Tuesday, October 27, 2015

Unencumbered Music Reviews is Signing Off

Hello everyone. After spending a wonderful weekend in the Colorado mountains, I realized perhaps it was time to become a private collector again, and refocus my free time energy elsewhere, other than these blogs and rating sites.

Thanks to all for their wonderful submissions, and to all the great albums that have been released and reissued in the past. I will continue to support the artists / labels and buy CDs and LPs.

I will leave everything up, and if I reconsider my position at a later date, this blog will reopen for business!

Monday, October 19, 2015

Iskander - Boheme 2000. 1982 Germany

Iskander - Boheme. 1982 Herkules / Iron Curtain

I had this post languishing in the UTR blog, but this album is a better fit here.

CD reissue: 1989 Iron Curtain (as Boheme)

Release details: Original album comes in a single sleeve and is easy to find in Europe. The album was originally pressed with two different labels. But since they share the same catalog number, my guess is that they simply changed their label name (legal dispute?), and thus a new Label Code (LC designation in Germany). I believe the Iron Curtain LP issue was the first to drop the "2000" part of the name. As the notes state below, if there ever was an album you want the CD, this is the one, as it is greatly expanded, and the extra material is generally superb. And given that the CD was pressed over 25 years ago, it's not common, though you can still find one if you look hard enough. Which I do recommend! There is no date on the CD packaging, and RYM has 1986, while Discogs has 1989. The latter is more accurate this time, as the CD itself has a date of January 1989 in the matrix area.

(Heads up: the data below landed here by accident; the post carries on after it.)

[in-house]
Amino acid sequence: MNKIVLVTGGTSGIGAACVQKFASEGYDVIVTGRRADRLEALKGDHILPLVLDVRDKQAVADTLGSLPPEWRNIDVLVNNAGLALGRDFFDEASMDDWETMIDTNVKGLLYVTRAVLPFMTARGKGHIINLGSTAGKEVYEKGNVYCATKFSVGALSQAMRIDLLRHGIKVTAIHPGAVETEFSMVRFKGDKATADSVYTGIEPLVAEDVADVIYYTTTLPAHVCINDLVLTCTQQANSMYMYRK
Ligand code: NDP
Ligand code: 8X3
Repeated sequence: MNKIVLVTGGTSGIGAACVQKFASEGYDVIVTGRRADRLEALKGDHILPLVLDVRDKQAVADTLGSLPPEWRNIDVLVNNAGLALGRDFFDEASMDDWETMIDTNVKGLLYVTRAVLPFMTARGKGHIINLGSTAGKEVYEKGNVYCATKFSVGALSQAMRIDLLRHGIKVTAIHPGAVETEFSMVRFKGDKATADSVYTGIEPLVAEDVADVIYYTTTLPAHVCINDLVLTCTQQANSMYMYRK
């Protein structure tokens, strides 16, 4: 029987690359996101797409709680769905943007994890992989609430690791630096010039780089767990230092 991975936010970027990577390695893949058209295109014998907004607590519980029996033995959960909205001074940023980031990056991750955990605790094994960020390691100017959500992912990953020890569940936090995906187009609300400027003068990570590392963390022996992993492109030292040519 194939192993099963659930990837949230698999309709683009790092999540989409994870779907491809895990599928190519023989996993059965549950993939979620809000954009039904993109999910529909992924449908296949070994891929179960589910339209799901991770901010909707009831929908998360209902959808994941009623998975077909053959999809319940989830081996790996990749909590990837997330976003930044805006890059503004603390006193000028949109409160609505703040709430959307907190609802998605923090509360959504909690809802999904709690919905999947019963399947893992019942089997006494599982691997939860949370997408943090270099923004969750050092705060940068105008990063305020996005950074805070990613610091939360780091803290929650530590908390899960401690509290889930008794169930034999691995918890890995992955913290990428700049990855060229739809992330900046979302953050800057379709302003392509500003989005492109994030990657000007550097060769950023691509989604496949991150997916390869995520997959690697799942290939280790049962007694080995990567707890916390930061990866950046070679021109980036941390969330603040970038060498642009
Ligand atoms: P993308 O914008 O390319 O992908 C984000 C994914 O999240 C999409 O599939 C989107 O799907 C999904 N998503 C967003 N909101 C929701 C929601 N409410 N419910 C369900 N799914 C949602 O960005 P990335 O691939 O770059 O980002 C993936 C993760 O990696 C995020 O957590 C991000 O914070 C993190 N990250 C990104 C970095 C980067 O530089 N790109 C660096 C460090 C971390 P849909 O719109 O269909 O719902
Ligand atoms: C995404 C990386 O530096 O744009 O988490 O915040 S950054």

Notes: The CD issue contains significantly more music, much of it superb, including the magnificent full 4 part suite of 'Winterhagen', which now clocks in at over 18 minutes. Iskander's debut is a real under the radar delight, and mixes symphonic rock with psychedelic guitar and a variety of progressive ideas. The album is pretty much forgotten today, but was quite well known within those that were tuned into the "Eurock" circle back in the 1980s. I've had this CD almost since it was released, and it has passed the test of time quite well.

Sunday, October 18, 2015

Winterhawk - Revival. 1982 USA

Winterhawk - Revival. 1982 Lambda

CD reissues: 1998 Monster; 2006 Rockadrome

Release details: Classic single sleeve private press, with an impressive cover. Even though it's from the 80s, this is a tough one to score, and can get expensive. My introduction was the Monster CD at the point of release. The CD is awesome with liner notes, bonus tracks, and from the master tapes.

Notes: Chicago based Winterhawk have quite the reputation among those predisposed to enjoying the hard rock genre. Like me. Almost all the tracks clear the 5 minute mark to allow for a few more ideas to creep in per composition. And to also allow more time for the unrelenting guitar solos - each, I might add, with a solid amount of creativity. This latter point alone would most certainly have found its way to the cutting room floor back in 1982. As well, the rawness of the production is a big part of the charm here. Makes you feel like you're in an old abandoned brewery on the South Side. Lead dude Jordan Macarus can play the strings with the best of them - and a strong nod goes to the Nuge (right down to the cow leather lace-up boots!). Every major US city had a Jordan Macarus that never got their due. In those days, you would check out Winterhawk live at the "Agora Ballroom", bring your main squeeze, and boast to the bartender you're a good friend of the band. If your girl stayed through the concert without complaining - and as an extra bonus got tanked on Pabst - she was a keeper.

Saturday, October 17, 2015

Moolah - Woe Ye Demons Possessed. 1974 USA

Moolah - Woe Ye Demons Possessed. 1974 Atman

CD reissue: 2005 EM Records (Japan)